Shesterkin live on Broadway
Igor Shesterkin got paid. For a goaltender that has played only 47 games at the NHL level, general manager Chris Drury showed the utmost faith in his goaltender as he is paying him $5.66 M per season over the next four years. If I’m a Rangers fan, this deal seems like a bit much for a goaltender who has shown glimpses of greatness. But Drury considered the statistics Shesterkin showcased over in the KHL for many years, which undoubtedly led to Shesterkin getting the largest second contract for a goaltender in NHL history.
Shesterkin, while having no. 1 goaltender value and potential, was never given full reign to the net by former head coach David Quinn. But that could change under the Rangers’ new coach, Gerard Gallant. Shesterkin could play closer to 60 games instead of splitting time with Alexandar Georgiev.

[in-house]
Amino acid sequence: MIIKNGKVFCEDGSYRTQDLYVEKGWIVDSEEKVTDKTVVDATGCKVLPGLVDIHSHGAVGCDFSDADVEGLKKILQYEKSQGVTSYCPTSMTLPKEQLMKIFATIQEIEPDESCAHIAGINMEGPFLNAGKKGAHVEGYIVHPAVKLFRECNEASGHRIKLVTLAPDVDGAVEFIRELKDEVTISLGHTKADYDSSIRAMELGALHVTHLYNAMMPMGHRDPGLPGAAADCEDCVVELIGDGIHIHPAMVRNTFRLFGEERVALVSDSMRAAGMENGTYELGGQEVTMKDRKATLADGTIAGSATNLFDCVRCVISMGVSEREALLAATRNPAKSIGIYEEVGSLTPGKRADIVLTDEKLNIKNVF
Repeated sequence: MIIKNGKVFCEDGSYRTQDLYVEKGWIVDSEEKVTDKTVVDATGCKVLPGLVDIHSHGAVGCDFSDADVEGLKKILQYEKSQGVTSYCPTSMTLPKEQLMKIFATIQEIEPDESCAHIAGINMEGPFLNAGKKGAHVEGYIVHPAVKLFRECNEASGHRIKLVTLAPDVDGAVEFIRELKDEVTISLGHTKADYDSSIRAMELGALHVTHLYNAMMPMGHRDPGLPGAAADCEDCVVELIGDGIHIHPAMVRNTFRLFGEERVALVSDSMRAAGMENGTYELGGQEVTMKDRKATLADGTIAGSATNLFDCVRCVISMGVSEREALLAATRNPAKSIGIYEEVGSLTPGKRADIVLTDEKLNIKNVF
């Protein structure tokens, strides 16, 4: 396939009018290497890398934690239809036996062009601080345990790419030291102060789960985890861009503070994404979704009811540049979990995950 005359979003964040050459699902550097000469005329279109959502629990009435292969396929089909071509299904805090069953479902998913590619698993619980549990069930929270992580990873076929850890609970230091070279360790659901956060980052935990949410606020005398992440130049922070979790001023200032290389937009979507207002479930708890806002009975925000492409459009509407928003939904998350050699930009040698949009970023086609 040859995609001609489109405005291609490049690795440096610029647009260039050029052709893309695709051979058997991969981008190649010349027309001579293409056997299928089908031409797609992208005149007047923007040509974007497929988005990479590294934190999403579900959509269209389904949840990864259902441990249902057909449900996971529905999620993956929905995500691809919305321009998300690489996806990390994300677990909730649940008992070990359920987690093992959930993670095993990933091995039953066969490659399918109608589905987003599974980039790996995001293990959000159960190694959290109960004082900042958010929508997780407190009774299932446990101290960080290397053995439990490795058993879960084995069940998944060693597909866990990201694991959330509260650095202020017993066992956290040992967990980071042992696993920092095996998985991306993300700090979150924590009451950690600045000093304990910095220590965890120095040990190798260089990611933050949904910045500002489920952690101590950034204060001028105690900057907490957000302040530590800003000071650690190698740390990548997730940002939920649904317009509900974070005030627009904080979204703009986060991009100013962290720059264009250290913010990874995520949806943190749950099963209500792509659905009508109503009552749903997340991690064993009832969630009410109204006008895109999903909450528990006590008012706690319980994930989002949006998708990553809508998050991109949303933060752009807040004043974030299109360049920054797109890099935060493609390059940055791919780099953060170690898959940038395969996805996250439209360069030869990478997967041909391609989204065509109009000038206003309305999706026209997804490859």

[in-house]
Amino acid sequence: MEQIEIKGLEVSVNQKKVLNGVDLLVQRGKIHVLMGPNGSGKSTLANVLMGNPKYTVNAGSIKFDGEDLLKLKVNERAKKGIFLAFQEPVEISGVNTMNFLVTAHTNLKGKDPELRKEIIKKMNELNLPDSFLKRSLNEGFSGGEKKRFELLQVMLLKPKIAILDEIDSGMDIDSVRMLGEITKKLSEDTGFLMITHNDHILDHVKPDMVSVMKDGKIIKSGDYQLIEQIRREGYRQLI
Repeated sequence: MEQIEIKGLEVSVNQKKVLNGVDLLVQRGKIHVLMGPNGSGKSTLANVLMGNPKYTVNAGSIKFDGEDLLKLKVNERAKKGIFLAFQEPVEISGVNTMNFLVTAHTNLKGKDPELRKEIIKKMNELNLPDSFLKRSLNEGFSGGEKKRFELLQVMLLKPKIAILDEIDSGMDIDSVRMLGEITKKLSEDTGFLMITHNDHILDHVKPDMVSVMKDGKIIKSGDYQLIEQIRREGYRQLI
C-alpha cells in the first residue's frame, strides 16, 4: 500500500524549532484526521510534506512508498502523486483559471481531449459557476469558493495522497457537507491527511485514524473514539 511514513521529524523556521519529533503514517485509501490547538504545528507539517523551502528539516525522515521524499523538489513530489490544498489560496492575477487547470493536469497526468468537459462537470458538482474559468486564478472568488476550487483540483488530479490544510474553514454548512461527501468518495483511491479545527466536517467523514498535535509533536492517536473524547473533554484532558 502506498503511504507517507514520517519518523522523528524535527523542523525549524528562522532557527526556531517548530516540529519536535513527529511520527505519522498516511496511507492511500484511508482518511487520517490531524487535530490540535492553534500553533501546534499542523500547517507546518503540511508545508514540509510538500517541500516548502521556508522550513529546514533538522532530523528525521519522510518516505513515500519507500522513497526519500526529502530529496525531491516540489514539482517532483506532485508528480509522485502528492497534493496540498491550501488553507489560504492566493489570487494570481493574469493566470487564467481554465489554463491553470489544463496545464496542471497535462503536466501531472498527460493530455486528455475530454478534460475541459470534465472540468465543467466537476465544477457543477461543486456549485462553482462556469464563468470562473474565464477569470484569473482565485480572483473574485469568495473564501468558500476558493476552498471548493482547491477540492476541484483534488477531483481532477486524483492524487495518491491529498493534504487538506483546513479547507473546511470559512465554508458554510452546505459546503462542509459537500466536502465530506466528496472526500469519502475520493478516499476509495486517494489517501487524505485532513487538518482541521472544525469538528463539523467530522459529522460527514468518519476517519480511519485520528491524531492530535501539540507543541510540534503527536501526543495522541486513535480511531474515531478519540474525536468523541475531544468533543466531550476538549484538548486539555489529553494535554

The 25-year-old took a minor step back last season, sure, but that shouldn’t be too much worry. In his short NHL stint, the Russian netminder owns a .921 SV% with a 2.62 GAA. Yes, the contract is a bit steep given the sample size, but it’s a gamble worth taking. If Shesterkin lives up to the hype, the Rangers could actually be underpaying a premier netminder.
On the flip side, if he tails off and never lives up to it, then money will seem wasted, but if I was a betting man, I would say this contract looks brilliant when it expires in 2025.
The Samsonov District